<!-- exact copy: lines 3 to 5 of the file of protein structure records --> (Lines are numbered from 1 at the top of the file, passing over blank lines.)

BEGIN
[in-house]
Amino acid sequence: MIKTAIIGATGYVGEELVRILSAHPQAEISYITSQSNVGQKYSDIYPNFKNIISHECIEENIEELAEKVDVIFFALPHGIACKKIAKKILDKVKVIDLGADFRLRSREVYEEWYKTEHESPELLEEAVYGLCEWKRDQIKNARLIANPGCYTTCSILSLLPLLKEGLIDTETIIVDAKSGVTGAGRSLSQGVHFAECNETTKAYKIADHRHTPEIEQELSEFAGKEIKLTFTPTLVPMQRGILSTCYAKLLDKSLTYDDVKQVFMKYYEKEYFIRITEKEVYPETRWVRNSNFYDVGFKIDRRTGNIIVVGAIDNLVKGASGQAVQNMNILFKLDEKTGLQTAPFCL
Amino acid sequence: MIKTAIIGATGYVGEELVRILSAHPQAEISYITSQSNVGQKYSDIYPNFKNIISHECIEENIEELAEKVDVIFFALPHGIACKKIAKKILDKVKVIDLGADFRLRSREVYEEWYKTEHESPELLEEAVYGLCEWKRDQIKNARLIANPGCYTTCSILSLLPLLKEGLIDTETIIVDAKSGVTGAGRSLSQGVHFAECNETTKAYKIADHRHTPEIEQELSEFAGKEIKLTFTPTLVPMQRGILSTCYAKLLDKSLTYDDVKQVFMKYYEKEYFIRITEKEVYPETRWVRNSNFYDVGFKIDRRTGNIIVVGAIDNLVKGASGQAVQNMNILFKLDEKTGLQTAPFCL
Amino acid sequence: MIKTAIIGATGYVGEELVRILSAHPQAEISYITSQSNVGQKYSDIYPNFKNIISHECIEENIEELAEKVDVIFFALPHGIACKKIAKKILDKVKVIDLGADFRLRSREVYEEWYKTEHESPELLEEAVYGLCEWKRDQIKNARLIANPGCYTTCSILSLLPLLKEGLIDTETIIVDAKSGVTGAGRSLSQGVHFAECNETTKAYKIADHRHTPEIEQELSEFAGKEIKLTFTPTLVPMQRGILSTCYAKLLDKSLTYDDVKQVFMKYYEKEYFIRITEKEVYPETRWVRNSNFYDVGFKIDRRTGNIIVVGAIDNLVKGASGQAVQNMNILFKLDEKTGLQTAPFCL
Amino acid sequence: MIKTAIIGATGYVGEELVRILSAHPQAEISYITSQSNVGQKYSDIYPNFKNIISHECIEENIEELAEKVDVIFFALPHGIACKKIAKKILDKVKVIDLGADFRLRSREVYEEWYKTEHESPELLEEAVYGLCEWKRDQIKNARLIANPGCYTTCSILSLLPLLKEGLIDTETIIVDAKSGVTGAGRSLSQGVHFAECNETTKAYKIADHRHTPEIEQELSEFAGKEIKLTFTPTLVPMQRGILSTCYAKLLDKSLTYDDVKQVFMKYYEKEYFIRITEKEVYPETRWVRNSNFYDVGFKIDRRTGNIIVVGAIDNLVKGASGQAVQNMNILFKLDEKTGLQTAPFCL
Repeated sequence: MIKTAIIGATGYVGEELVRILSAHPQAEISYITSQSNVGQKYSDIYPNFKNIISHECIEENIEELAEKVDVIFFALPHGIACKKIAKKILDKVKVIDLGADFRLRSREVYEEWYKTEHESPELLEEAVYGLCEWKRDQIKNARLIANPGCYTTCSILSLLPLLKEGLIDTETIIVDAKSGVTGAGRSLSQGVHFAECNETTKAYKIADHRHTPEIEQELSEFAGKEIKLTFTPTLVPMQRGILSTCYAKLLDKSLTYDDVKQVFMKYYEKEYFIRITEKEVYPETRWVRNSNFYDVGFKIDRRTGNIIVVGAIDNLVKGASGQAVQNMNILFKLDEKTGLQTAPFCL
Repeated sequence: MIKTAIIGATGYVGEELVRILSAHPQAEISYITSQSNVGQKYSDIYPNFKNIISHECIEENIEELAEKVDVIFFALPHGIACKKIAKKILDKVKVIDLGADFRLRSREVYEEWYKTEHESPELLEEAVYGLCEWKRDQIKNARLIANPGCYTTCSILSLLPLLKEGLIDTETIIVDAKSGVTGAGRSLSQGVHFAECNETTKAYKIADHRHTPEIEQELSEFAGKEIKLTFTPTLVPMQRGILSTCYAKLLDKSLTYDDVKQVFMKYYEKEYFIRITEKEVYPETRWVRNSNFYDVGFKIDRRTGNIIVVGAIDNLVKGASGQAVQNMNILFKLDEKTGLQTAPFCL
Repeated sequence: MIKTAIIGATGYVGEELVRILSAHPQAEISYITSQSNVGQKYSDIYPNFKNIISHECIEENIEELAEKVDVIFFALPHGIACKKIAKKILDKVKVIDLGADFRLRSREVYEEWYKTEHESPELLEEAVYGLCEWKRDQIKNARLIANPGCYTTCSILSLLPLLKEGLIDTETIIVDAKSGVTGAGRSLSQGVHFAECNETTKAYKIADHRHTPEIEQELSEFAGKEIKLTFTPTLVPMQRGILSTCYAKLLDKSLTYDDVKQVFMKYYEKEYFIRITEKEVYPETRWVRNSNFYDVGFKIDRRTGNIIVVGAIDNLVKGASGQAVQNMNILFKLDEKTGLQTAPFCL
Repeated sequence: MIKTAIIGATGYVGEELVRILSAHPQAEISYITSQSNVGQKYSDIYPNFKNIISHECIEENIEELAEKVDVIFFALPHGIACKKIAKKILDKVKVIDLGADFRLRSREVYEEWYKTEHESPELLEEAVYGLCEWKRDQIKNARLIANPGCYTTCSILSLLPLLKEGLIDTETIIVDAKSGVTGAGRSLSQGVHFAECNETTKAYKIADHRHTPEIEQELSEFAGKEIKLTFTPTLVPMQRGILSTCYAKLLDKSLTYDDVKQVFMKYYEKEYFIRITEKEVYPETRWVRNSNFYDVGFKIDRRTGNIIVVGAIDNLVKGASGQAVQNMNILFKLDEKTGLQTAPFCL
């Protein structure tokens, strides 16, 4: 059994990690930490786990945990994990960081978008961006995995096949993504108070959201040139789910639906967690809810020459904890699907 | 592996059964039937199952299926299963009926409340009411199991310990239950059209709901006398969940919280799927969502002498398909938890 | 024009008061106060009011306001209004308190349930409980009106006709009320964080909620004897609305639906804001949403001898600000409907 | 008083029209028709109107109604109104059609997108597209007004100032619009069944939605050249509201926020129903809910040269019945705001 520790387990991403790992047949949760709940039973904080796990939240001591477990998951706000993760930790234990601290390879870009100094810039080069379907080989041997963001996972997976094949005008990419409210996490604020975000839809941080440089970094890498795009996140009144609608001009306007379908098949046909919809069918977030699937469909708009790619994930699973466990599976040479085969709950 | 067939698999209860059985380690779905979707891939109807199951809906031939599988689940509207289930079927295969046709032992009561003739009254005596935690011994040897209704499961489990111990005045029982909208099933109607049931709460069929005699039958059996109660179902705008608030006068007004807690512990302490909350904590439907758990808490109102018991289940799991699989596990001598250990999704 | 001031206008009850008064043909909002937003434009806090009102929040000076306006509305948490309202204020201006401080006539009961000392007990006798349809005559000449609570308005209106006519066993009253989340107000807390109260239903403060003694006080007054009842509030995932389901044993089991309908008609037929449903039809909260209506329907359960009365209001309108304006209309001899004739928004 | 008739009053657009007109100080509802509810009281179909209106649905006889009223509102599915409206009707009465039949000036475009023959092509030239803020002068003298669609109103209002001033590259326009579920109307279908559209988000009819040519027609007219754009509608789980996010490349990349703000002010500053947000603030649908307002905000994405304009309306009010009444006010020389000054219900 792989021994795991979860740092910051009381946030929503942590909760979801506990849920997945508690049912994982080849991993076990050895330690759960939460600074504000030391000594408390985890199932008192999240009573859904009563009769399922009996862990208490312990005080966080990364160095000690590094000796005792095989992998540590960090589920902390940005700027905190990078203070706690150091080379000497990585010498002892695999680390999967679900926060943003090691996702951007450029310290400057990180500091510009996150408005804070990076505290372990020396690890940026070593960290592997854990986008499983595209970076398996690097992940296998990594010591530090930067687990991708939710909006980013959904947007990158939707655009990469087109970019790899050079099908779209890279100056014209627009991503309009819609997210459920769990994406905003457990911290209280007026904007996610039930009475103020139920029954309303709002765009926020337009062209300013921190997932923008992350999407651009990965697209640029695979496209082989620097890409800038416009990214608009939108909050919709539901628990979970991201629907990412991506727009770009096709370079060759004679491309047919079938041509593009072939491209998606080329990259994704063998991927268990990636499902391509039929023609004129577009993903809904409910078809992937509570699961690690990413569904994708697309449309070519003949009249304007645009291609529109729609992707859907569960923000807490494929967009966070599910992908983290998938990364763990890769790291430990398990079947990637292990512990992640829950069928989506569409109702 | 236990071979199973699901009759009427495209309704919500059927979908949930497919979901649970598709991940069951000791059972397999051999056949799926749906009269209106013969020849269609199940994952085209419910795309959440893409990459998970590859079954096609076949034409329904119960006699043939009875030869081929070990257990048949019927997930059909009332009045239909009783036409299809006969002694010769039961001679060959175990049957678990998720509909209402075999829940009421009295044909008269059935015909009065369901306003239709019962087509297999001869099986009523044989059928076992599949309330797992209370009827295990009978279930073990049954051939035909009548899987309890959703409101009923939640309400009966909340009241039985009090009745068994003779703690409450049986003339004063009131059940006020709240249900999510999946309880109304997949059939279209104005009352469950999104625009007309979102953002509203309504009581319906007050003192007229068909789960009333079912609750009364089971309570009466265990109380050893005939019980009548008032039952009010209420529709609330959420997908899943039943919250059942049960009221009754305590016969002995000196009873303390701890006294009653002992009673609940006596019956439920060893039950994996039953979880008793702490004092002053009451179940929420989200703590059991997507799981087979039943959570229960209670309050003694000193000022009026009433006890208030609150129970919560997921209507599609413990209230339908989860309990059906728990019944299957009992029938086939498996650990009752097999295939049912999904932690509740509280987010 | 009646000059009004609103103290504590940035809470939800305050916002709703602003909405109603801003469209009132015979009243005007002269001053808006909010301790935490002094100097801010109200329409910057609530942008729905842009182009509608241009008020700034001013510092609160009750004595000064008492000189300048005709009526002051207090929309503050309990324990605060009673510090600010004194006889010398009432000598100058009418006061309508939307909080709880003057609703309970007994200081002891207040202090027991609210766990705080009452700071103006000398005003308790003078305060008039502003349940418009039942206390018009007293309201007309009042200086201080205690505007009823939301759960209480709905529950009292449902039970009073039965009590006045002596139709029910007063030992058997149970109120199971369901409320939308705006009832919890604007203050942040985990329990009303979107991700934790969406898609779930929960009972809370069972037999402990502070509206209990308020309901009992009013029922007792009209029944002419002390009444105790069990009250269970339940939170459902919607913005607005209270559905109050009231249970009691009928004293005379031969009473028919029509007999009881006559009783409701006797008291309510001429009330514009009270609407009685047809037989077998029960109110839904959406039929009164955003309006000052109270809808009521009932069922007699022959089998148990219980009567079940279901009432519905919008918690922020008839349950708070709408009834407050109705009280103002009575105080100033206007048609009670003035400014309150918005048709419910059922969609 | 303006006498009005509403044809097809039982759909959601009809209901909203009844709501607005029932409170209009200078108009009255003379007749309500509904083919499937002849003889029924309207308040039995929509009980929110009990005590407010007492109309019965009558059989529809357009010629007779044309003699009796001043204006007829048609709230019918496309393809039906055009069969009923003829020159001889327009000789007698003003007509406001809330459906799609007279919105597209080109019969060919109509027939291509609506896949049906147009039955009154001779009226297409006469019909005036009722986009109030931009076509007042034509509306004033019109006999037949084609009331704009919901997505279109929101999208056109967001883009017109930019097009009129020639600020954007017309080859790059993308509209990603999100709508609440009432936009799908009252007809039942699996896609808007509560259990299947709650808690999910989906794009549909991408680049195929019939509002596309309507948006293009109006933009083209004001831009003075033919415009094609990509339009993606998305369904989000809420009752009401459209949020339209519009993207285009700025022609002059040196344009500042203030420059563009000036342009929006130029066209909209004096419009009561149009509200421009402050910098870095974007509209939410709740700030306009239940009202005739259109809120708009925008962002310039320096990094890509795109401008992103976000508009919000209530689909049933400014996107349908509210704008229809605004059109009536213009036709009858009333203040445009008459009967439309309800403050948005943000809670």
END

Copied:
Amino acid sequence: MIKTAIIGATGYVGEELVRILSAHPQAEISYITSQSNVGQKYSDIYPNFKNIISHECIEENIEELAEKVDVIFFALPHGIACKKIAKKILDKVKVIDLGADFRLRSREVYEEWYKTEHESPELLEEAVYGLCEWKRDQIKNARLIANPGCYTTCSILSLLPLLKEGLIDTETIIVDAKSGVTGAGRSLSQGVHFAECNETTKAYKIADHRHTPEIEQELSEFAGKEIKLTFTPTLVPMQRGILSTCYAKLLDKSLTYDDVKQVFMKYYEKEYFIRITEKEVYPETRWVRNSNFYDVGFKIDRRTGNIIVVGAIDNLVKGASGQAVQNMNILFKLDEKTGLQTAPFCL
Amino acid sequence: MIKTAIIGATGYVGEELVRILSAHPQAEISYITSQSNVGQKYSDIYPNFKNIISHECIEENIEELAEKVDVIFFALPHGIACKKIAKKILDKVKVIDLGADFRLRSREVYEEWYKTEHESPELLEEAVYGLCEWKRDQIKNARLIANPGCYTTCSILSLLPLLKEGLIDTETIIVDAKSGVTGAGRSLSQGVHFAECNETTKAYKIADHRHTPEIEQELSEFAGKEIKLTFTPTLVPMQRGILSTCYAKLLDKSLTYDDVKQVFMKYYEKEYFIRITEKEVYPETRWVRNSNFYDVGFKIDRRTGNIIVVGAIDNLVKGASGQAVQNMNILFKLDEKTGLQTAPFCL
Amino acid sequence: MIKTAIIGATGYVGEELVRILSAHPQAEISYITSQSNVGQKYSDIYPNFKNIISHECIEENIEELAEKVDVIFFALPHGIACKKIAKKILDKVKVIDLGADFRLRSREVYEEWYKTEHESPELLEEAVYGLCEWKRDQIKNARLIANPGCYTTCSILSLLPLLKEGLIDTETIIVDAKSGVTGAGRSLSQGVHFAECNETTKAYKIADHRHTPEIEQELSEFAGKEIKLTFTPTLVPMQRGILSTCYAKLLDKSLTYDDVKQVFMKYYEKEYFIRITEKEVYPETRWVRNSNFYDVGFKIDRRTGNIIVVGAIDNLVKGASGQAVQNMNILFKLDEKTGLQTAPFCL